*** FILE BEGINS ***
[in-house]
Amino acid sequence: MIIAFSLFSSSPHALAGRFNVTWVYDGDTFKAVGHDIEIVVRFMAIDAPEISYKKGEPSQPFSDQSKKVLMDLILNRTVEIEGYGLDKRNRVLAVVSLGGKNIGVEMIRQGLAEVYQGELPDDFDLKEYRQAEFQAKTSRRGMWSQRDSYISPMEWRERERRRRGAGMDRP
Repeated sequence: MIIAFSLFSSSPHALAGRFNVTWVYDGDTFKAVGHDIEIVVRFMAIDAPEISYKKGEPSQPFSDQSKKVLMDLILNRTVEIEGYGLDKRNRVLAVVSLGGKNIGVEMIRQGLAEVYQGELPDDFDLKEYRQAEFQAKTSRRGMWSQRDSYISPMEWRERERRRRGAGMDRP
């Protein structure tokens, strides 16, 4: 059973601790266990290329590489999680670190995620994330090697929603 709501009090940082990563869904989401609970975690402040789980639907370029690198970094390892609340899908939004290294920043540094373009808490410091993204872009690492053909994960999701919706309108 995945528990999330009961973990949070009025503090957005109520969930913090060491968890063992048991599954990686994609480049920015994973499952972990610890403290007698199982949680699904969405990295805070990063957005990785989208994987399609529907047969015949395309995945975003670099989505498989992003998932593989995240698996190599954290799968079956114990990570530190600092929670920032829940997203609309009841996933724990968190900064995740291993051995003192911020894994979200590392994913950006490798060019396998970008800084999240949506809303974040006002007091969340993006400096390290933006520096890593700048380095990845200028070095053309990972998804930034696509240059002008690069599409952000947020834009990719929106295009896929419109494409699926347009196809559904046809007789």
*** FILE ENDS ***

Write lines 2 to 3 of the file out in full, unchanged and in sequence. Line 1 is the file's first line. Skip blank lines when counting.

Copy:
Amino acid sequence: MIIAFSLFSSSPHALAGRFNVTWVYDGDTFKAVGHDIEIVVRFMAIDAPEISYKKGEPSQPFSDQSKKVLMDLILNRTVEIEGYGLDKRNRVLAVVSLGGKNIGVEMIRQGLAEVYQGELPDDFDLKEYRQAEFQAKTSRRGMWSQRDSYISPMEWRERERRRRGAGMDRP
Repeated sequence: MIIAFSLFSSSPHALAGRFNVTWVYDGDTFKAVGHDIEIVVRFMAIDAPEISYKKGEPSQPFSDQSKKVLMDLILNRTVEIEGYGLDKRNRVLAVVSLGGKNIGVEMIRQGLAEVYQGELPDDFDLKEYRQAEFQAKTSRRGMWSQRDSYISPMEWRERERRRRGAGMDRP